Select the correct option. I. Kangaroos are usually not more than 500 gms. II. Kangaroos can be more than 500 gms but less than 50 kilograms. III. Kangaroos can be up to 90 kilograms. IV. Kangaroos can be 20 kilograms or 60 kilograms or more.
Both I and III are true
Only II is true
Both III and IV can be true
Only IV is true
Answer: Option C. Kangaroos can weigh between 500g and 90kg. Hence both the options 3rd and 4th are correct.
What is the one interesting fact about tree-kangaroos?
They do not have tails.
They can easily grasp branches with their tails.
They cannot grasp branches with their tails.
They cannot climb trees.
Answer: Option C. Refer to “It is also interesting ………….. of the tree-kangaroos has the ability to grasp branches with its tail.”
DIRECTIONS for question 5-8: In each of these questions, choose the option that best captures the essence of the text.
Although these two interpretations must acknowledge and accentuate their difference and define their irreducibility, there is no question of choosing a place because here we are in a region (let's say, provisionally, a region of historicity) where the category of choice seems particularly trivial; and because we must first try to conceive of the common ground.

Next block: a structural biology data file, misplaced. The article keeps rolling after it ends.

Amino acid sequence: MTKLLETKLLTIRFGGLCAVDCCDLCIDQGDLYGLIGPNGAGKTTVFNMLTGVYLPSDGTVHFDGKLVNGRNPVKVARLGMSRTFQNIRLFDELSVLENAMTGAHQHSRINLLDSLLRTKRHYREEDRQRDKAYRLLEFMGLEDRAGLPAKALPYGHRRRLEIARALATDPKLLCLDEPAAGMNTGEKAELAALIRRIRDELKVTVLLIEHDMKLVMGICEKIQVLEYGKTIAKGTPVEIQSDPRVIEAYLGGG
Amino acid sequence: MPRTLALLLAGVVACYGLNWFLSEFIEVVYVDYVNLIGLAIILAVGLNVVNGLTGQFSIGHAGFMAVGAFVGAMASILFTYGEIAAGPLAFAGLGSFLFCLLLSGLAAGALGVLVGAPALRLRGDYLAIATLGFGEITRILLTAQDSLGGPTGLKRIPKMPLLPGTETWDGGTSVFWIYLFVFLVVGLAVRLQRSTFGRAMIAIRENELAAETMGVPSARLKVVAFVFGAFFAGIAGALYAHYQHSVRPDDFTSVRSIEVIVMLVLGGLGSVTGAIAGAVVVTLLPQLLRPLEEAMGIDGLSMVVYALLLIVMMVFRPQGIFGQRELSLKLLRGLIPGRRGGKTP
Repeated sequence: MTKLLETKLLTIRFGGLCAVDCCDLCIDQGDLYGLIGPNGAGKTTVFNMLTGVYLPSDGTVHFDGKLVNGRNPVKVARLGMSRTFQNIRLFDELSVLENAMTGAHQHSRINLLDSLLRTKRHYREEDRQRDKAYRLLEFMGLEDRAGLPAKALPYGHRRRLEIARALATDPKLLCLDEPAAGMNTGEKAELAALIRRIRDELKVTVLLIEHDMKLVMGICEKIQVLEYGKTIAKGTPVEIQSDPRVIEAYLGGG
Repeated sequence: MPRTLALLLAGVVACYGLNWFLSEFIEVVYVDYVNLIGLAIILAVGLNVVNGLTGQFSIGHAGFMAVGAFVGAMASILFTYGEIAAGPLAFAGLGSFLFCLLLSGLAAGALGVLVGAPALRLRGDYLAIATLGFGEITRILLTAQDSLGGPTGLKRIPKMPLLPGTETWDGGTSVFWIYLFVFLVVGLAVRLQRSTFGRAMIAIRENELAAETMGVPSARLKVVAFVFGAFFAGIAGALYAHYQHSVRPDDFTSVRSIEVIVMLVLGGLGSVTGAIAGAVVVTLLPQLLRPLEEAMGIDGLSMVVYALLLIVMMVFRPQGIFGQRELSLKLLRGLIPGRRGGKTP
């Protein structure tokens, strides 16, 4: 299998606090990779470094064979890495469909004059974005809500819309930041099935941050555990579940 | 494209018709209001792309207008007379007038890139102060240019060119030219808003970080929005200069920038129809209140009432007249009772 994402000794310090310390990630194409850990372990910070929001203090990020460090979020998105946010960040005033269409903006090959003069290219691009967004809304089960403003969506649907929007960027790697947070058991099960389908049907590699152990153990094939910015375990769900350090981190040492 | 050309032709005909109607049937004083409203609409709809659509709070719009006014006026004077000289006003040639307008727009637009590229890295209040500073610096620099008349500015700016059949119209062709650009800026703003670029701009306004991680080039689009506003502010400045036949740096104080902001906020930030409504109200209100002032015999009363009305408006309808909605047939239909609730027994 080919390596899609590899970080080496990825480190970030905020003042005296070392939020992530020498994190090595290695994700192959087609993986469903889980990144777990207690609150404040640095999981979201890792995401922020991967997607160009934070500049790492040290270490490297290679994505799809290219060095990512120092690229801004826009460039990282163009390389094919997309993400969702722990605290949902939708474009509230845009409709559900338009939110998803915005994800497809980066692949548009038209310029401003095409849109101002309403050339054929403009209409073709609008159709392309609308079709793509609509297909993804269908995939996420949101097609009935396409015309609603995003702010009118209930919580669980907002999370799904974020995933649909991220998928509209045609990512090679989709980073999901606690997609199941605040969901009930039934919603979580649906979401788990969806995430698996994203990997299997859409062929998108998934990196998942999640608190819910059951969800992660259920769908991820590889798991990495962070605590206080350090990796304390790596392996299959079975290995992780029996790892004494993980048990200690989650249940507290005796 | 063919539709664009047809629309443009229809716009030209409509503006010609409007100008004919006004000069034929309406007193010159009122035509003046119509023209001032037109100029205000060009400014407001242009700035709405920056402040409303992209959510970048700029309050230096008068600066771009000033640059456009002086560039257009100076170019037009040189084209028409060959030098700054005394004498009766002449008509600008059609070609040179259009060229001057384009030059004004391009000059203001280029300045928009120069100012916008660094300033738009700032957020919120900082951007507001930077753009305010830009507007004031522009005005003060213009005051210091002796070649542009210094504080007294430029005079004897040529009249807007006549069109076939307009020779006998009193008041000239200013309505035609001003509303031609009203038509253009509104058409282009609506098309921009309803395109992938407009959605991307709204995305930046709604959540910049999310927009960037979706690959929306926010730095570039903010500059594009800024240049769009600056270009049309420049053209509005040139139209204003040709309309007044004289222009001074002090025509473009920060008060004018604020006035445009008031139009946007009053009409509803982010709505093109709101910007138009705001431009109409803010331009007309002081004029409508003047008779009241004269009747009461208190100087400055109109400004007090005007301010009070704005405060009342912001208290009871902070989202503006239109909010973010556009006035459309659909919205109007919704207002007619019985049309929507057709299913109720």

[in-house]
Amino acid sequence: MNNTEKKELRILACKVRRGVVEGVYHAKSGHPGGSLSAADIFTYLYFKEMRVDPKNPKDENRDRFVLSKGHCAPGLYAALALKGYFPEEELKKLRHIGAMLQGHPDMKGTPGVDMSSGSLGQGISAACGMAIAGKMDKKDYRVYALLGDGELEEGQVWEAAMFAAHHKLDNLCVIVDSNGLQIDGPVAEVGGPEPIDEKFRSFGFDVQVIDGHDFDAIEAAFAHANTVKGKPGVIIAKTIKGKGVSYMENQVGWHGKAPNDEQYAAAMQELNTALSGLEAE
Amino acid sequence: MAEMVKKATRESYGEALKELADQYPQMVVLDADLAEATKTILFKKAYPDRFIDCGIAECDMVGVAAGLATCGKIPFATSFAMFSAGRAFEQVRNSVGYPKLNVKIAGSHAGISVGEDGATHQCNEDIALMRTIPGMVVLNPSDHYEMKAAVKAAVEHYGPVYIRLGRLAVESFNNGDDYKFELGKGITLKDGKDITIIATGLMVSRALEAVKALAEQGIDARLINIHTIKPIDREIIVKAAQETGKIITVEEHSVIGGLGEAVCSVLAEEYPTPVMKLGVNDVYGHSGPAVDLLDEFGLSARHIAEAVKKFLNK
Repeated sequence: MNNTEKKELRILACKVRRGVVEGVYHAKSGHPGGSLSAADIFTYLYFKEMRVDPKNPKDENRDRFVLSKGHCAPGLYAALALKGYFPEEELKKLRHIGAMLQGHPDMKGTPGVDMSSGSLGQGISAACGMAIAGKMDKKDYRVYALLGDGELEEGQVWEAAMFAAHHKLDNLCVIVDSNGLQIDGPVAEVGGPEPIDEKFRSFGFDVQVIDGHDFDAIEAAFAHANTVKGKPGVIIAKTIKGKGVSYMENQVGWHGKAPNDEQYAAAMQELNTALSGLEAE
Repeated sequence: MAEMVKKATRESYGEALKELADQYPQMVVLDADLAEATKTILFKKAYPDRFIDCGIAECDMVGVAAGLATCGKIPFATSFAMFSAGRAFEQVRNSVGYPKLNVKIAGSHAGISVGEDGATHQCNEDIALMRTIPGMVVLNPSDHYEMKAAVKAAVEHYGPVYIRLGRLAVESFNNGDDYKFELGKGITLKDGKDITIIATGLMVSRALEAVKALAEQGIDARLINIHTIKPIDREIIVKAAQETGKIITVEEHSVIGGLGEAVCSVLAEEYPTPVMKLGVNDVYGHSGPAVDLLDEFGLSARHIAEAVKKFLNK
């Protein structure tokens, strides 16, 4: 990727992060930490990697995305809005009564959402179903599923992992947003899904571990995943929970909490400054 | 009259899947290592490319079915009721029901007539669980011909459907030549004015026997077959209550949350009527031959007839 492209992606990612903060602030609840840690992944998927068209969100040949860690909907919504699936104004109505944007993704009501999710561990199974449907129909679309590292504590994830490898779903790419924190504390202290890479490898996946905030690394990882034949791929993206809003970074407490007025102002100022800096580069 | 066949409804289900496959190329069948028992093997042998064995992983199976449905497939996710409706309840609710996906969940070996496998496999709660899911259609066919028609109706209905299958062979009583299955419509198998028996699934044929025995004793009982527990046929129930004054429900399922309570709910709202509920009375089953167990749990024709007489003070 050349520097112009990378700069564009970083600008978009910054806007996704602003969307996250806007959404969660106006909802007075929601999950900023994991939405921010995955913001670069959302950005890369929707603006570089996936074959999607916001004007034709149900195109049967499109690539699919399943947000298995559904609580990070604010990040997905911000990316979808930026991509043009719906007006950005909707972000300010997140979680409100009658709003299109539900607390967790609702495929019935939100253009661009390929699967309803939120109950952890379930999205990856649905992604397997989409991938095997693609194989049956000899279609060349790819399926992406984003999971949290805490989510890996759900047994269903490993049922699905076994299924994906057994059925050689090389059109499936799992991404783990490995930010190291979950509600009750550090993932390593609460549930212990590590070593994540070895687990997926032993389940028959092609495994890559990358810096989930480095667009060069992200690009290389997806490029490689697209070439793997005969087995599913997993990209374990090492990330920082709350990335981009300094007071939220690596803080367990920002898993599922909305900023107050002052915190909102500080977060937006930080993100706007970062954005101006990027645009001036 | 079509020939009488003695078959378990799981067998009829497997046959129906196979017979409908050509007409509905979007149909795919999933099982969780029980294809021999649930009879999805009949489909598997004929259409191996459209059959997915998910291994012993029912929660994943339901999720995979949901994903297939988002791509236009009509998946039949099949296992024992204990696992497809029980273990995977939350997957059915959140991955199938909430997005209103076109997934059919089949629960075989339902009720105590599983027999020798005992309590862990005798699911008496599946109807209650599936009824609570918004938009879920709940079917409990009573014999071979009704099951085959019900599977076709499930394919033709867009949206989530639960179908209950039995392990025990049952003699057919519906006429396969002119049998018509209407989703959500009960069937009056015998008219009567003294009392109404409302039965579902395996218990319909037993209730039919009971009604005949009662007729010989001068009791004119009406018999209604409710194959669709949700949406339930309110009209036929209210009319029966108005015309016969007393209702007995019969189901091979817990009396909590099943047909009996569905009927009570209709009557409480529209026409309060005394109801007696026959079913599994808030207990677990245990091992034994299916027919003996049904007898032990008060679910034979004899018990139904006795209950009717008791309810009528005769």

One should not try to conceive of any common ground for the greater comprehension.
We are in a region of historicity where choice does not seem particularly trivial.
Today there is a question of choosing between the two interpretations.
Choosing between the two interpretations is trivial and we must seek common ground.
Answer: Option D. The text states that we must try for common ground, hence option 1 is ruled out. Category of choice seems particularly trivial, hence option 2 is ruled out. The text states that there is no question of choosing a place, hence option 3 is ruled out.
It is, therefore, the censor lying between the unconscious and the foreconscious. But is it not carelessness on the part of this guardian to diminish its vigilance during the night and to allow the suppressed emotions of the unconscious to come to expression? I think not, for when the critical guardian goes to rest, he takes care to close the gate to motility.
Conditions are more harmful when a displacement of forces is produced during a dream.
Carelessness on part of the guardian censor mechanism during the night is preplanned and deliberate as motor apparatuses are locked down to prevent damage.
The unconscious wish-feelings do not strive to assert themselves during the night.
Psychosis refers to the optimum functioning of the 'guardian'.
Answer: Option B. The guardian takes care to close the gate to motility. Hence option 1 is incorrect. The emotions are suppressed hence option 3 is incorrect. Option 4 cannot be understood from the text at all.